Payne MS, Cullinane M, Garland SM, et al. Detection of Candida spp. in the vagina of a cohort of nulliparous pregnant women by culture and molecular methods: Is there an association between maternal vaginal and infant oral colonisation? Aust N Z J Obstet Gynaecol. 2016;56(2):179-84.
Payne, M. S., Cullinane, M., Garland, S. M., Tabrizi, S. N., Donath, S. M., Bennett, C. M., & Amir, L. H. (2016). Detection of Candida spp. in the vagina of a cohort of nulliparous pregnant women by culture and molecular methods: Is there an association between maternal vaginal and infant oral colonisation? The Australian & New Zealand Journal of Obstetrics & Gynaecology, 56(2), 179-84. https://doi.org/10.1111/ajo.12409
Payne MS, et al. Detection of Candida Spp. in the Vagina of a Cohort of Nulliparous Pregnant Women By Culture and Molecular Methods: Is There an Association Between Maternal Vaginal and Infant Oral Colonisation. Aust N Z J Obstet Gynaecol. 2016;56(2):179-84. PubMed PMID: 26437337.
* Article titles in AMA citation format should be in sentence-case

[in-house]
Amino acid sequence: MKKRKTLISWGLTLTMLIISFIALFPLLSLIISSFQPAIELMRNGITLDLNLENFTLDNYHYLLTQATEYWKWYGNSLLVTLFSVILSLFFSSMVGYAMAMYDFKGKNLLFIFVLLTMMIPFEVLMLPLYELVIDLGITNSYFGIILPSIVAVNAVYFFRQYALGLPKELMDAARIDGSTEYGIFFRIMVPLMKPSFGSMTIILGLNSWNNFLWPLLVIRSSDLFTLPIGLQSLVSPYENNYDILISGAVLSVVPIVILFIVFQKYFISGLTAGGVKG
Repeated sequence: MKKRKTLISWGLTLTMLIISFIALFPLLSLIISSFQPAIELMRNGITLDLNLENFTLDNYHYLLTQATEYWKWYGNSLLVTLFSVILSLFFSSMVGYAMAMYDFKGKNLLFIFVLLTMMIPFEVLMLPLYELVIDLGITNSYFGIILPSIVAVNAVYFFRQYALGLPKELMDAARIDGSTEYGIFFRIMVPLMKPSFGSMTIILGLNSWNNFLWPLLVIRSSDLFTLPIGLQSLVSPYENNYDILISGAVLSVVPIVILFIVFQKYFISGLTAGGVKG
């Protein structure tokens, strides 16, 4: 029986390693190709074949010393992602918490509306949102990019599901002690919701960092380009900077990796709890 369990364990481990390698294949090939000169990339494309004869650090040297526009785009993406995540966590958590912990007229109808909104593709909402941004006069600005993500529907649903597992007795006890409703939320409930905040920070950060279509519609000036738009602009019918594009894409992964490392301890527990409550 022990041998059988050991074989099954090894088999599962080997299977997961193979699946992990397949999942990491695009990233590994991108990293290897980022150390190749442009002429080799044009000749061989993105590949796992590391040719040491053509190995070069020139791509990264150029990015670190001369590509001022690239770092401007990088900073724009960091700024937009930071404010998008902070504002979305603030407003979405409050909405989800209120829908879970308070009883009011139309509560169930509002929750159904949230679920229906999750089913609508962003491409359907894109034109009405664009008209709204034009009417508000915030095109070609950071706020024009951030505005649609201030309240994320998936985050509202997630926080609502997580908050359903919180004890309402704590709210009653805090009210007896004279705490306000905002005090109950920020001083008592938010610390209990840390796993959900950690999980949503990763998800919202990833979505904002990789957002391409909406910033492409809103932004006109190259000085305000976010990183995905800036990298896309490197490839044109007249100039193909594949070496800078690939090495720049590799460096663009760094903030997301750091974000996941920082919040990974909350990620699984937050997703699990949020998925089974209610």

TY - JOUR T1 - Detection of Candida spp. in the vagina of a cohort of nulliparous pregnant women by culture and molecular methods: Is there an association between maternal vaginal and infant oral colonisation? AU - Payne,Matthew S, AU - Cullinane,Meabh, AU - Garland,Suzanne M, AU - Tabrizi,Sepehr N, AU - Donath,Susan M, AU - Bennett,Catherine M, AU - Amir,Lisa H, Y1 - 2015/10/05/ PY - 2015/03/10/received PY - 2015/08/31/accepted PY - 2015/10/6/entrez PY - 2015/10/6/pubmed PY - 2017/1/12/medline KW - CHROMagar KW - Candida spp. KW - infant KW - real-time PCR KW - vagina SP - 179 EP - 84 JF - The Australian & New Zealand journal of obstetrics & gynaecology JO - Aust N Z J Obstet Gynaecol VL - 56 IS - 2 N2 - BACKGROUND: Most studies describing vaginal Candida spp. in pregnancy focus on symptomatic vaginitis, rather than asymptomatic colonisation, and solely utilise microbiological culture. The extent to which asymptomatic vaginal carriage may represent a reservoir for infant oral colonisation has been highly debated. MATERIALS AND METHODS: This study formed part of the Candida and Staphylococcus Transmission Longitudinal Evaluation (CASTLE) study, in Melbourne, Australia, from 2009 to 2011 and used culture and molecular methods to examine vaginal swabs collected late in the third trimester of pregnancy for Candida spp. Oral swabs from infants were also examined using culture methods. RESULTS: Overall, 80 of 356 (22%) women were positive for Candida spp; the majority being Candida albicans (83%). Candida glabrata and other Candida spp. were also identified, but in much lower numbers. Molecular analysis identified numerous positive samples not detected by culture, including 13 cases of C. albicans. In addition, some positive samples only recorded to genus level by culture were accurately identified as either C. albicans or C. glabrata following molecular analyses. Eighteen infants recorded positive Candida spp. cultures, predominantly C. albicans. However, there were only four (25%) mother/infant dyads where C. albicans was detected. CONCLUSIONS: This study provides valuable data on asymptomatic colonisation rates of Candida spp. within an asymptomatic population of women late in pregnancy. The utilisation of molecular methods improved the rate of detection and provided a more accurate means for identification of non-albicans Candida spp. The low mother/infant colonisation rate suggests that non-maternal sources are likely involved in determining infant oral colonisation status. SN - 1479-828X UR - https://www.unboundmedicine.com/medline/citation/26437337/Detection_of_Candida_spp__in_the_vagina_of_a_cohort_of_nulliparous_pregnant_women_by_culture_and_molecular_methods:_Is_there_an_association_between_maternal_vaginal_and_infant_oral_colonisation DB - PRIME DP - Unbound Medicine ER -